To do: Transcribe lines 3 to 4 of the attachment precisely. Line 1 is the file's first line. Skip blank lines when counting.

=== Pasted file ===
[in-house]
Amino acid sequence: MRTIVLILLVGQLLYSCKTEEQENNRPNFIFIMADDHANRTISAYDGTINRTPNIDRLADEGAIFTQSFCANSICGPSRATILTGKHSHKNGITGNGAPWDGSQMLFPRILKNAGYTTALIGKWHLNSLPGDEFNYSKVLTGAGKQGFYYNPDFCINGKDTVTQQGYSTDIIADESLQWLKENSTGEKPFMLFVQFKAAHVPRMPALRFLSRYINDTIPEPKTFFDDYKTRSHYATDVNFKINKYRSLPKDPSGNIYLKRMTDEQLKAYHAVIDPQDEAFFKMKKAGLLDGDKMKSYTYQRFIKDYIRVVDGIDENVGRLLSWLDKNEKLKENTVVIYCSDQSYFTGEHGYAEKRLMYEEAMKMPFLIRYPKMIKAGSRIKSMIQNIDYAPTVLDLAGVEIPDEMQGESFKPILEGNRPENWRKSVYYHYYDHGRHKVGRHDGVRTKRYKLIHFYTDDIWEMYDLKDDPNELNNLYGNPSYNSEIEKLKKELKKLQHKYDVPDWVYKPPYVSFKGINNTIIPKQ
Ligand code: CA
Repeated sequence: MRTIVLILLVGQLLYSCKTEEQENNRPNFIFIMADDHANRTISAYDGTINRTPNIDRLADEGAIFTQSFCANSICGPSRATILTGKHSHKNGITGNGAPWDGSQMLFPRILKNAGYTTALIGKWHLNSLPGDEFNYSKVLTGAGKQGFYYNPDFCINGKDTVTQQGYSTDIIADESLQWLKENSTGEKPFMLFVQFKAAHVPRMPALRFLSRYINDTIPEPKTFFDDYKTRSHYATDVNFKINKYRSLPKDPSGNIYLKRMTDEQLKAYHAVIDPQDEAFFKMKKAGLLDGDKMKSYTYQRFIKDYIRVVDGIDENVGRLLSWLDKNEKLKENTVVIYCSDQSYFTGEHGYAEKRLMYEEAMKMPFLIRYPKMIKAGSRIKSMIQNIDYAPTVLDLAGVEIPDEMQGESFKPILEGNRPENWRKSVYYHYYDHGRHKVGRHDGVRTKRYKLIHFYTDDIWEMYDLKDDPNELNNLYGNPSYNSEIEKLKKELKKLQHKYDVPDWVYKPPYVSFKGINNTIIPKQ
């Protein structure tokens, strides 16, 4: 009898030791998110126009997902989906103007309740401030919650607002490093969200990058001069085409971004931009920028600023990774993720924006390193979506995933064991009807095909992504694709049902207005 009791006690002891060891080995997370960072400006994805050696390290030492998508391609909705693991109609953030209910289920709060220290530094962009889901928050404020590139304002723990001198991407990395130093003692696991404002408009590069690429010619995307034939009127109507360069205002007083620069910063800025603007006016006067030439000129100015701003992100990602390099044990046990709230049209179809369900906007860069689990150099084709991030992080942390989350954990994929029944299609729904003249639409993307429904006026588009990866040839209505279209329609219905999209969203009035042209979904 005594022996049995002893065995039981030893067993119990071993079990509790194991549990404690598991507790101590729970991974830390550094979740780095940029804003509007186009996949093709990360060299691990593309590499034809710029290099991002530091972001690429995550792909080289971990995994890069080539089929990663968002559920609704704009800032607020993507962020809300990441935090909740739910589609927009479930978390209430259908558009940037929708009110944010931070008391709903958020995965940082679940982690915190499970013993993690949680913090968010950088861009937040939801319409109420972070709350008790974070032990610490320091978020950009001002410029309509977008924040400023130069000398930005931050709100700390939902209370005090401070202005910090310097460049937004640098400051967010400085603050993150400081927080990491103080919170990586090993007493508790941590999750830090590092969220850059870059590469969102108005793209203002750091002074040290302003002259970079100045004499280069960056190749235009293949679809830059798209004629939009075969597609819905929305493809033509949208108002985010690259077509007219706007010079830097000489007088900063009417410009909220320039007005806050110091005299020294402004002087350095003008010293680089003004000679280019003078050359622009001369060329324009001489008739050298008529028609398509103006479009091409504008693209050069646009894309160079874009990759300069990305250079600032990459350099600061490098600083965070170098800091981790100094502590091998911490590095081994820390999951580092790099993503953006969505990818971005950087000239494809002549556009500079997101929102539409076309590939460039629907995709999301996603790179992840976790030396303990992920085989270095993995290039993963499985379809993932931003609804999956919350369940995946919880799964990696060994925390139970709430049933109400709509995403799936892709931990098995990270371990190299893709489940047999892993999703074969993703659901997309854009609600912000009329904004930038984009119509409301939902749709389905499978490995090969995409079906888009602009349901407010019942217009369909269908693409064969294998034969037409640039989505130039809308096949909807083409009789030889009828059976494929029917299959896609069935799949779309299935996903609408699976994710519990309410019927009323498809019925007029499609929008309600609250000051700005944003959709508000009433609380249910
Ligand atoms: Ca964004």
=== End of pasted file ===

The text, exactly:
Ligand code: CA
Repeated sequence: MRTIVLILLVGQLLYSCKTEEQENNRPNFIFIMADDHANRTISAYDGTINRTPNIDRLADEGAIFTQSFCANSICGPSRATILTGKHSHKNGITGNGAPWDGSQMLFPRILKNAGYTTALIGKWHLNSLPGDEFNYSKVLTGAGKQGFYYNPDFCINGKDTVTQQGYSTDIIADESLQWLKENSTGEKPFMLFVQFKAAHVPRMPALRFLSRYINDTIPEPKTFFDDYKTRSHYATDVNFKINKYRSLPKDPSGNIYLKRMTDEQLKAYHAVIDPQDEAFFKMKKAGLLDGDKMKSYTYQRFIKDYIRVVDGIDENVGRLLSWLDKNEKLKENTVVIYCSDQSYFTGEHGYAEKRLMYEEAMKMPFLIRYPKMIKAGSRIKSMIQNIDYAPTVLDLAGVEIPDEMQGESFKPILEGNRPENWRKSVYYHYYDHGRHKVGRHDGVRTKRYKLIHFYTDDIWEMYDLKDDPNELNNLYGNPSYNSEIEKLKKELKKLQHKYDVPDWVYKPPYVSFKGINNTIIPKQ